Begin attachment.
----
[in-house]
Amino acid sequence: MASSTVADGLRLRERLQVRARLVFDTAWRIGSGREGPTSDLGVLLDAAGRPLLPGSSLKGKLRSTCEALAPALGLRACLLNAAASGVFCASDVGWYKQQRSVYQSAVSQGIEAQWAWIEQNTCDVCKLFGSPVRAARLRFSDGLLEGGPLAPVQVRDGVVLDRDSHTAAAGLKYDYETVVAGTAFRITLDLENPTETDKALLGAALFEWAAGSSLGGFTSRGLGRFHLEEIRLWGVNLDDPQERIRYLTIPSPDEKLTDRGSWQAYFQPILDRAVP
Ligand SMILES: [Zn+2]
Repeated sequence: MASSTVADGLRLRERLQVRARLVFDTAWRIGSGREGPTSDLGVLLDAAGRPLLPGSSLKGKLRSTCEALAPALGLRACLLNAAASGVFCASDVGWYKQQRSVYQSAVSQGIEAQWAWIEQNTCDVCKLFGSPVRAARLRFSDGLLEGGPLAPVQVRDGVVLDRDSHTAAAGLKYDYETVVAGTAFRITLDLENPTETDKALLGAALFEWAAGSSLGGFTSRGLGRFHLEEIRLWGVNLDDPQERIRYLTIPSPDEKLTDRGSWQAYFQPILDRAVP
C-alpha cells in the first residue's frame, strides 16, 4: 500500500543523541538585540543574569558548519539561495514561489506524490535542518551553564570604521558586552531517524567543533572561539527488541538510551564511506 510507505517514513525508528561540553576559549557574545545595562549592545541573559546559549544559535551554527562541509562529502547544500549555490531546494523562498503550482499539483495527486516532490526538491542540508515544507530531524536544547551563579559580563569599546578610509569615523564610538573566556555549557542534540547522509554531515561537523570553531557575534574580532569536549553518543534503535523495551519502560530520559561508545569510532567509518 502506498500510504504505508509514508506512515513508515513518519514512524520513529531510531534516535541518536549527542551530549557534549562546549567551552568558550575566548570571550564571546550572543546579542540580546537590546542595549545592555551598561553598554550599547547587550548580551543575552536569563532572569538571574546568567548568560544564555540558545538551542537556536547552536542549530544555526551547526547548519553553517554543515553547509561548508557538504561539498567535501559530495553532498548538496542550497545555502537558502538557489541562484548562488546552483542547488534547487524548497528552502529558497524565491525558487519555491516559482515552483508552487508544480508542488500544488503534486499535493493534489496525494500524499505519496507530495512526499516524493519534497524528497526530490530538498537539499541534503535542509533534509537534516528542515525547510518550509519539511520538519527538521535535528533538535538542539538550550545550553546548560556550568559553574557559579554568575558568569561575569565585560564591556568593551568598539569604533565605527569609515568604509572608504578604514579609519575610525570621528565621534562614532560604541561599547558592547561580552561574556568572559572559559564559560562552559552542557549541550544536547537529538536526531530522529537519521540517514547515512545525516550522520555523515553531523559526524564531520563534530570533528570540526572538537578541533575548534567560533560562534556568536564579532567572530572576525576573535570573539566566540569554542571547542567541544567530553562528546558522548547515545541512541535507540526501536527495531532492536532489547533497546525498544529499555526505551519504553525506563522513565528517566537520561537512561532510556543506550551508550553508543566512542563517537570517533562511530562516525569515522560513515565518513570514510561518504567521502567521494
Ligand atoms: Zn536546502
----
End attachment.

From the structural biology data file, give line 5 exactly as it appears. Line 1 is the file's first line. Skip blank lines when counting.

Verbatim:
C-alpha cells in the first residue's frame, strides 16, 4: 500500500543523541538585540543574569558548519539561495514561489506524490535542518551553564570604521558586552531517524567543533572561539527488541538510551564511506 510507505517514513525508528561540553576559549557574545545595562549592545541573559546559549544559535551554527562541509562529502547544500549555490531546494523562498503550482499539483495527486516532490526538491542540508515544507530531524536544547551563579559580563569599546578610509569615523564610538573566556555549557542534540547522509554531515561537523570553531557575534574580532569536549553518543534503535523495551519502560530520559561508545569510532567509518 502506498500510504504505508509514508506512515513508515513518519514512524520513529531510531534516535541518536549527542551530549557534549562546549567551552568558550575566548570571550564571546550572543546579542540580546537590546542595549545592555551598561553598554550599547547587550548580551543575552536569563532572569538571574546568567548568560544564555540558545538551542537556536547552536542549530544555526551547526547548519553553517554543515553547509561548508557538504561539498567535501559530495553532498548538496542550497545555502537558502538557489541562484548562488546552483542547488534547487524548497528552502529558497524565491525558487519555491516559482515552483508552487508544480508542488500544488503534486499535493493534489496525494500524499505519496507530495512526499516524493519534497524528497526530490530538498537539499541534503535542509533534509537534516528542515525547510518550509519539511520538519527538521535535528533538535538542539538550550545550553546548560556550568559553574557559579554568575558568569561575569565585560564591556568593551568598539569604533565605527569609515568604509572608504578604514579609519575610525570621528565621534562614532560604541561599547558592547561580552561574556568572559572559559564559560562552559552542557549541550544536547537529538536526531530522529537519521540517514547515512545525516550522520555523515553531523559526524564531520563534530570533528570540526572538537578541533575548534567560533560562534556568536564579532567572530572576525576573535570573539566566540569554542571547542567541544567530553562528546558522548547515545541512541535507540526501536527495531532492536532489547533497546525498544529499555526505551519504553525506563522513565528517566537520561537512561532510556543506550551508550553508543566512542563517537570517533562511530562516525569515522560513515565518513570514510561518504567521502567521494